Thucydides in the last 2 books of his History narrated the Sicilian expedition that brought about the fall of Athens, of the so-called Athenian Empire. The narration has a tragic feel that is unique in classical historical writing. It is a tale of thwarted ambition and pride, miscalculation, moronic bragging and ultimately death and destruction. At the same time it is a ruthless exposition of the fundamental flaws of any democratic system. It demonstrates how cajoling and blackmailing the electorate can work to strengthen individual power. The Athenians vote in favour of an expedition in Sicily with the stated objective of protecting their allies, whilst, in fact, the best Athenian statesmen seek to reinforce the presence of Athens in Southern Italy, Magna Craecia as it later came to be called. The campaign soon outgrows its original scope. It becomes a matter of life and death for the Athenian city-state, but both planning and execution are disastrous. The power of Syracuse turns out to have been idiotically underestimated. The geographical morphology as a multiplier of military force and an enabler of a variety of a wider-than-usual range of military tactics comes to the fore and operates time and time again against the Athenian expeditionary force.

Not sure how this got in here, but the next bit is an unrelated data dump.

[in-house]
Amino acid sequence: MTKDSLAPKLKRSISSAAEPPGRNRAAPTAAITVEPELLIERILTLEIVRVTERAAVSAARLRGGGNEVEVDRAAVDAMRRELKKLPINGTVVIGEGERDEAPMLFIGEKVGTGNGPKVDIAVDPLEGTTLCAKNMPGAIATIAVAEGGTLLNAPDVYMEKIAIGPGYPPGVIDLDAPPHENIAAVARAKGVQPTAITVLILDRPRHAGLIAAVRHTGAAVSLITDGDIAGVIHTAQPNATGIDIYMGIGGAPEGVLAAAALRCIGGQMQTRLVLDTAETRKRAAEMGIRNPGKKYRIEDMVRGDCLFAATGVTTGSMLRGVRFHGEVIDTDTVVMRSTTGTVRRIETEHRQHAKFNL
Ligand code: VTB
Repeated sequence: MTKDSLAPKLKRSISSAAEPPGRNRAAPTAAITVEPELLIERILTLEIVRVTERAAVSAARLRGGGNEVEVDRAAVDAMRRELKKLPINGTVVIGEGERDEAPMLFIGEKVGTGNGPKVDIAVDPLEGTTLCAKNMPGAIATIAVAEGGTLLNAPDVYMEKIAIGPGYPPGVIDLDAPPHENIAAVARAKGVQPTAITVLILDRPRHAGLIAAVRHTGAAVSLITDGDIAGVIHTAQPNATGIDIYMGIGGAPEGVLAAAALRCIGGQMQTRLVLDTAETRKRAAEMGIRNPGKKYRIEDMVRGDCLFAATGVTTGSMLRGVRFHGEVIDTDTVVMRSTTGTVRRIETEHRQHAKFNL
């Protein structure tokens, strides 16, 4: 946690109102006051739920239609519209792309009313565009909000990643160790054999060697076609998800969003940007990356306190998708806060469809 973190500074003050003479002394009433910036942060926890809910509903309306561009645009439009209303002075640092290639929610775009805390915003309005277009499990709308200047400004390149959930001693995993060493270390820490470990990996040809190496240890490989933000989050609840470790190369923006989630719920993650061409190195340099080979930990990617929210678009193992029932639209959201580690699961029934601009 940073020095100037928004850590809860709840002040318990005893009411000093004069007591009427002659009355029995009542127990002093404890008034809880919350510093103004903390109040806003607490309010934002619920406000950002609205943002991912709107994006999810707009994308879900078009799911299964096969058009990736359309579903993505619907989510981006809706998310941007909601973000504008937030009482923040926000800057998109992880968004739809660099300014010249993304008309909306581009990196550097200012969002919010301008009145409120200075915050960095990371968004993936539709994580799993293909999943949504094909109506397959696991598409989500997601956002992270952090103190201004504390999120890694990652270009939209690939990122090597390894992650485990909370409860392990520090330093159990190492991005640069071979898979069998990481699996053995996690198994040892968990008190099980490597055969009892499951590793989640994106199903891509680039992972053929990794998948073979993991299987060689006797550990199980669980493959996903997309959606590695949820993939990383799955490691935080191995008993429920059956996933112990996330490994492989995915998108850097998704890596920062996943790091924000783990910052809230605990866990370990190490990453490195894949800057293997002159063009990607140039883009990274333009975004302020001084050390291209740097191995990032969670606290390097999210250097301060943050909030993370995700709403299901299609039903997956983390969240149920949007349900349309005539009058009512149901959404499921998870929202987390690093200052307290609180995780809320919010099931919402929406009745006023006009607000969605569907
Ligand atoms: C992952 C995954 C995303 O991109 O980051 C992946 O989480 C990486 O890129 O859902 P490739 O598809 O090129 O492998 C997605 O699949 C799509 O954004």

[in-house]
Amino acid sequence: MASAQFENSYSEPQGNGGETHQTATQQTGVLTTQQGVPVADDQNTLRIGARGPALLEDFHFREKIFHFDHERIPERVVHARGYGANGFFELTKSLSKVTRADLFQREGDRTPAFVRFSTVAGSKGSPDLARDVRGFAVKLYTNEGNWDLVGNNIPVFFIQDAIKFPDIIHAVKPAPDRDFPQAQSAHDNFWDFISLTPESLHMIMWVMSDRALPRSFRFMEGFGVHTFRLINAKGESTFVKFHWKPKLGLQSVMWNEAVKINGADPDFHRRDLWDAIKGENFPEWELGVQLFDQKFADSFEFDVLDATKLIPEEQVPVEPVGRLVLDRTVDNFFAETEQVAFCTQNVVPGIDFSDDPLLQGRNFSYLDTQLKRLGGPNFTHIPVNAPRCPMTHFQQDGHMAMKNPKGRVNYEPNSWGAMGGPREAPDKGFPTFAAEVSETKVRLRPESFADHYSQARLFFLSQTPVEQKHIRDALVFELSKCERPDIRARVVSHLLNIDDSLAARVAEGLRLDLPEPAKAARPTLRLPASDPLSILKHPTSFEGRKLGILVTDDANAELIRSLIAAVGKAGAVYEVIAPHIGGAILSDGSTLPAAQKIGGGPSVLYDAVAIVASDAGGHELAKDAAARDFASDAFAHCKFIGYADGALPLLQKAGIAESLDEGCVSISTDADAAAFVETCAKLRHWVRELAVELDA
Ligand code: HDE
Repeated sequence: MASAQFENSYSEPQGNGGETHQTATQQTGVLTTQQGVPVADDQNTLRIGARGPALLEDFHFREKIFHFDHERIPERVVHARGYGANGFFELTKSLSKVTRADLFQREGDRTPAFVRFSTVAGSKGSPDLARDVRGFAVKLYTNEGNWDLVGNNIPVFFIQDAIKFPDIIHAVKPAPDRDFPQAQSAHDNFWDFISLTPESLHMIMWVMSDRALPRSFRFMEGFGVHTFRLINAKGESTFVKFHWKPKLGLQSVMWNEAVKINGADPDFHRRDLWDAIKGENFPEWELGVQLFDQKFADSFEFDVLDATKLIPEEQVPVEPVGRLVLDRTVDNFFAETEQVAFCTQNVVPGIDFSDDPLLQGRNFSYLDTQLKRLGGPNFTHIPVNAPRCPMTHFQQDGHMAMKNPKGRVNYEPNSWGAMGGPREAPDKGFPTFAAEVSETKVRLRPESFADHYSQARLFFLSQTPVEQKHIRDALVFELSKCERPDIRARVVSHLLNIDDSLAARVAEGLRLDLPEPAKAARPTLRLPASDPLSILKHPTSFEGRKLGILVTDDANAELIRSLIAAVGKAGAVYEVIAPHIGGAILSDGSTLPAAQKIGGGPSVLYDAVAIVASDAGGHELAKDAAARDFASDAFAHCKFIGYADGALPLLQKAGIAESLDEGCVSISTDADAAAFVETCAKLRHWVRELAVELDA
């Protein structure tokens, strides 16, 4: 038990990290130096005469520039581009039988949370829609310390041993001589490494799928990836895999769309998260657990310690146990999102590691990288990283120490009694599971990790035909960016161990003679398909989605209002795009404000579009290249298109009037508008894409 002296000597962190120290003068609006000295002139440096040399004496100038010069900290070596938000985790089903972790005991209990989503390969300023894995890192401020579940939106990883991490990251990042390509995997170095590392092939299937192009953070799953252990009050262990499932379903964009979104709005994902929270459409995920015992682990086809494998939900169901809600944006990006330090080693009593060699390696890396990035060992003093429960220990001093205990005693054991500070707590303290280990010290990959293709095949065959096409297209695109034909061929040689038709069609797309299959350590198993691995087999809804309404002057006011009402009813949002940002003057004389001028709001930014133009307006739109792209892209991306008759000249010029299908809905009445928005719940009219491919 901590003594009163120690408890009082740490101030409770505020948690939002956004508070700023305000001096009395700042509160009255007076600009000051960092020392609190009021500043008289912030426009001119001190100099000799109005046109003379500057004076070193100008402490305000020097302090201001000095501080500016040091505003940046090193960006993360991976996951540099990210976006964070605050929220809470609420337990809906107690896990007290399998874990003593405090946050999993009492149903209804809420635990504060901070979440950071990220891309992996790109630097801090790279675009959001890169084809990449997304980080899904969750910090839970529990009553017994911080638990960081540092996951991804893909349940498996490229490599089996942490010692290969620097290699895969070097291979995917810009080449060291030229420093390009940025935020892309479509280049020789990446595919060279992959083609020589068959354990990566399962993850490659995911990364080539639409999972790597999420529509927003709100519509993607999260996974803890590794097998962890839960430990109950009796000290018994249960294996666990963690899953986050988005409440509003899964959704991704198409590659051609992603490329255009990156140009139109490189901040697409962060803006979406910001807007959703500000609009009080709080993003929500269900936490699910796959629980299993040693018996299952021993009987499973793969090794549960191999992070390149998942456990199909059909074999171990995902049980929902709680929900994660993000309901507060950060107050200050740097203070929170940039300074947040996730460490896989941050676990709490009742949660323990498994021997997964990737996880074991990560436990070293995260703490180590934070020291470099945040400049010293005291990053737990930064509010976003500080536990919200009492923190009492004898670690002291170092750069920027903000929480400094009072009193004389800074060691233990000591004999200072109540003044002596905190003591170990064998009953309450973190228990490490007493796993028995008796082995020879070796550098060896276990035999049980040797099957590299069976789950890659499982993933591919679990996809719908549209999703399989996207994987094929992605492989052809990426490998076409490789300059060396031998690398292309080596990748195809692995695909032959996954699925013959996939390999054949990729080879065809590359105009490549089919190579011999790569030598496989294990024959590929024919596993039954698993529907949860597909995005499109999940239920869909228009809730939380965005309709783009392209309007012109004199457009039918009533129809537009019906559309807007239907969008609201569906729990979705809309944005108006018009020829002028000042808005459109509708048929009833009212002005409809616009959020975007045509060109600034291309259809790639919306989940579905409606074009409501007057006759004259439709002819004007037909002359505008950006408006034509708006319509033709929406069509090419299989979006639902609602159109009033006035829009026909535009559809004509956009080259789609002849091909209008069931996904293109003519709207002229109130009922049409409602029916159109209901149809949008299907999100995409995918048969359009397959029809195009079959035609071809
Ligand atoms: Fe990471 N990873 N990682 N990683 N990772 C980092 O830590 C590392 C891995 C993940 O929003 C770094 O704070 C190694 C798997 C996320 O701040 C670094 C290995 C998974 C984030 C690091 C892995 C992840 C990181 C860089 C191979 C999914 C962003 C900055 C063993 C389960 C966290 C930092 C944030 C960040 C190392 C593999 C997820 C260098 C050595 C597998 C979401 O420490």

Mitt Romney looks worryingly like a modern Alcibiades at least in some important ways, and I do not just mean his appearance. I am referring to the way he systematically conceals the dangers inherent in any option, how he glosses over the pitfalls of military intervention and makes the implicit pledge that everything will be under control. At the same time we cannot fail to remember how Thucydides was the first to furnish us with some insight into the one fatal flaw of the democratic system: the susceptibility of the electorate to flattery, emotional appeals and fear. I think that a careful reading of the first paragraph would be suggestive of further parallels too! Just a couple of thoughts!!

  2. Attrition says: